## Electromagnetic induction — using the LEFT hand rule…?

They do observe I grow to infinite purchase,
The left hand way;

John Webster, The Duchess of Malfi

Electromagnetic induction — the fact that moving a conductor inside a magnetic field in a certain direction will generate (or induce) a potential difference across its ends — is one of those rare-in-everyday-life phenomena that students very likely will never have come across before. In their experience, potential differences have heretofore been produced by chemical cells or by power supply units that have to be plugged into the mains supply. Because of this, many of them struggle to integrate electromagnetic induction (EMI) into their physical schema. It just seems such a random, free floating and unconnected fact.

What follows is a suggested teaching sequence that can help GCSE-level students accept the physical reality of EMI without outraging their physical intuition or appealing to a sketchily-explained idea of ‘cutting the field lines’.

### ‘Look, Ma! No electrical cell!’

I think it is immensely helpful for students to see a real example of EMI in the school laboratory, using something like the arrangement shown below.

A length of copper wire used to cut the magnetic field between two Magnadur magnets on a yoke will induce (generate) a small potential difference of about 5 millivolts. What is particularly noteworthy about doing this as a class experiment is how many students ask ‘How can there be a potential difference without a cell or a power supply?’

The point of this experiment is that in this instance the student is the power supply: the faster they plunge the wire between the magnets then the larger the potential difference that will be induced. Their kinetic energy store is being used to generate electrical power instead of the more usual chemical energy store of a cell.

But how to explain this to students?

A common option at this point is to start talking about the conductor cutting magnetic field lines: this is hugely valuable, but I recommend holding fire on this picture for now — at least for novice learners.

What I suggest is that we explain EMI in terms of a topic that students will have recently covered: the motor effect.

This has two big ‘wins’:

• It gives a further opportunity for students to practice and apply their knowledge of the motor effect.
• Students get the chance to explain an initially unknown phenomenon (EMI) in terms of better understood phenomenon (motor effect). The motor effect will hopefully act as the footing (to use a term from the construction industry) for their future understanding of EMI.

### Explaining EMI using the motor effect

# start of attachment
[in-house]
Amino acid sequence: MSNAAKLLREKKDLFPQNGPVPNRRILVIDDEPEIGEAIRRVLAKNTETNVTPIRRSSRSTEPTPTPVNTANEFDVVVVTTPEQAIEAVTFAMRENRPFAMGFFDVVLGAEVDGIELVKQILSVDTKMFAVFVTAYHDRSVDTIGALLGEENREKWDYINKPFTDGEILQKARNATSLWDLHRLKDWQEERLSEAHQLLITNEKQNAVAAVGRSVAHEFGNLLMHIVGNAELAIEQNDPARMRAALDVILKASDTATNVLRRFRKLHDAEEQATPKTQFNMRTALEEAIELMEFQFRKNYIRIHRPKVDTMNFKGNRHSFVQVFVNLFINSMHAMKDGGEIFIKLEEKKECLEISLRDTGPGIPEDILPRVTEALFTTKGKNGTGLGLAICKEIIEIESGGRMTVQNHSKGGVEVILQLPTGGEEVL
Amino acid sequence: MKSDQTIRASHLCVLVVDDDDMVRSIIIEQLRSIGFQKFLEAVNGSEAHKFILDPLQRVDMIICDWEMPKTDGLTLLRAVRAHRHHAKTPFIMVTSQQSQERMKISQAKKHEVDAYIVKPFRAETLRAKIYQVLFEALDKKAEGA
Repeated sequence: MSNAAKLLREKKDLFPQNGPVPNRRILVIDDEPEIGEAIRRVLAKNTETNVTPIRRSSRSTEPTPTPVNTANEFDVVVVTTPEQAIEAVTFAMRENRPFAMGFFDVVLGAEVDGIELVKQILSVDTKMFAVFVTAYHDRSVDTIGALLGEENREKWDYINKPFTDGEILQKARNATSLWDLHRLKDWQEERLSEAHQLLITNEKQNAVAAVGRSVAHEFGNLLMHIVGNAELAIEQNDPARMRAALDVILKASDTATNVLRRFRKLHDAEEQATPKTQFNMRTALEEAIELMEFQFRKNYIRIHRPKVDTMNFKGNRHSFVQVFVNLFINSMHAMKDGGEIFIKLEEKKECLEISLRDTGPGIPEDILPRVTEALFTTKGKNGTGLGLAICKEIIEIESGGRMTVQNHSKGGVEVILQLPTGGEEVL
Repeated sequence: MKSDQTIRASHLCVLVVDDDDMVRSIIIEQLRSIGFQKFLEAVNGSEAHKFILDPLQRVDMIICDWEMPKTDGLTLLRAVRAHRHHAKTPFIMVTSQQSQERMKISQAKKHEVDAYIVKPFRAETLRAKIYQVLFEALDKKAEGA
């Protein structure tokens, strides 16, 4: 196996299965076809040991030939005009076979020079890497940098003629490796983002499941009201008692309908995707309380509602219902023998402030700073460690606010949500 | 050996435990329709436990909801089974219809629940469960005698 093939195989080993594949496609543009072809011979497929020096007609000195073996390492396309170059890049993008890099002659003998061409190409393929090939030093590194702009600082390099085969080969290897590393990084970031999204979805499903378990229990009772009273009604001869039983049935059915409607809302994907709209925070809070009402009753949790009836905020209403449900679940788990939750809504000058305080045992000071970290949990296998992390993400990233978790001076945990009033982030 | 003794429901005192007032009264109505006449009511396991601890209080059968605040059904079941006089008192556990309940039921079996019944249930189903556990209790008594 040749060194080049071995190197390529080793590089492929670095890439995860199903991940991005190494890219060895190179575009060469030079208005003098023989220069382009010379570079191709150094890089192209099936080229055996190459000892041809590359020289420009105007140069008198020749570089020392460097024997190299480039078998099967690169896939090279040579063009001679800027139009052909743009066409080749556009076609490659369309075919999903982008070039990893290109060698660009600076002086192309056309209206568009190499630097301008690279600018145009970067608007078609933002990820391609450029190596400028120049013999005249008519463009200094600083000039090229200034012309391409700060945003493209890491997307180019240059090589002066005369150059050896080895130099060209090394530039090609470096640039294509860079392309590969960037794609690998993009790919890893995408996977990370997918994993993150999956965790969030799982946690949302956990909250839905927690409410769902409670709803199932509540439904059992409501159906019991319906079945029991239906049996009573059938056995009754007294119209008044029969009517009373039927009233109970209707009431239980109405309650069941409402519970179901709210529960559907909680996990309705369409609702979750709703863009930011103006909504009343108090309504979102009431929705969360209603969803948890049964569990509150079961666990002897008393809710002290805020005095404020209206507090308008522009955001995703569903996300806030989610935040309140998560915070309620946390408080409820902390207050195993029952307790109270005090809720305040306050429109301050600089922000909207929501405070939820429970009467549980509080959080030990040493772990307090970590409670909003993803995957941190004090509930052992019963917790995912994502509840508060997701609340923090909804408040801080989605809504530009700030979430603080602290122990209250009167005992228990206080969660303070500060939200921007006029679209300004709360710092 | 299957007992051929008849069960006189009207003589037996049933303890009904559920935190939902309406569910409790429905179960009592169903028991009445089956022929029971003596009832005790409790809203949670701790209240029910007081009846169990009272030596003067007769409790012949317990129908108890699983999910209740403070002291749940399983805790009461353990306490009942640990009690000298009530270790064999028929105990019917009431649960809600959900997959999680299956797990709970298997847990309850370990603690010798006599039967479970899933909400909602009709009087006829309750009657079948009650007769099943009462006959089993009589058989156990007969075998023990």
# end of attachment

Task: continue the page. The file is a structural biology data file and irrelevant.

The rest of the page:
The copper conductor contains many free conduction electrons. When the conductor is moved sharply downwards, the electrons are carried downwards as well. In effect, the downward moving conductor can be thought of as a flow of charge; or, more to the point, as an electrical current. However, since electrons are negatively charged, this downward flow of negative charge is equivalent to an upward flow of positive charge. That is to say, the conventional current direction on this diagram is upwards.

Applying Fleming Left Hand Rule (FLHR) to this instance, we find that each electron experiences a small force tugging it to the left — but only while the conductor is being moved downwards.

This results in the left hand side of the conductor becoming negatively charged and the right hand side becoming positively charged: in short, a potential difference builds up across the conductor. This potential difference only happens when the conductor is moving through the magnetic field in such a way that the electrons are tugged towards one end of the conductor. (There is, of course, the Hall Effect in some other instances, but we won’t go into that here.)

As soon as the conductor stops moving, the potential difference is no longer induced as there is no ‘charge flow’ through the magnetic field and, hence, no current and no FLHR motor effect force acting on the electrons.

### Faraday’s model of electromagnetic induction

Michael Faraday (1791-1867) discovered the phenomenon of electromagnetic induction in 1831 and explained it using the idea of a conductor cutting magnetic field lines. This is an immensely valuable model which not only explains EMI but can also generate quantitative predictions and, yes, it should definitely be taught to students — but perhaps the approach outlined above is better to introduce EMI to students.

### The left hand rule not knowing what the right hand rule is doing . . .

We usually apply Fleming’s Right Hand Rule (FRHW) to cases of EMI, Can we replace its use with FLHR? Perhaps, if you wanted to. However, FRHR is a more direct and straightforward shortcut to predicting the direction of conventional current in this type of situation.

## Visualising How Transformers Work

‘Transformers’ is one of the trickier topics to teach for GCSE Physics and GCSE Combined Science.

I am not going to dive into the scientific principles underlying electromagnetic induction here (although you could read this post if you wanted to), but just give a brief overview suitable for a GCSE-level understanding of: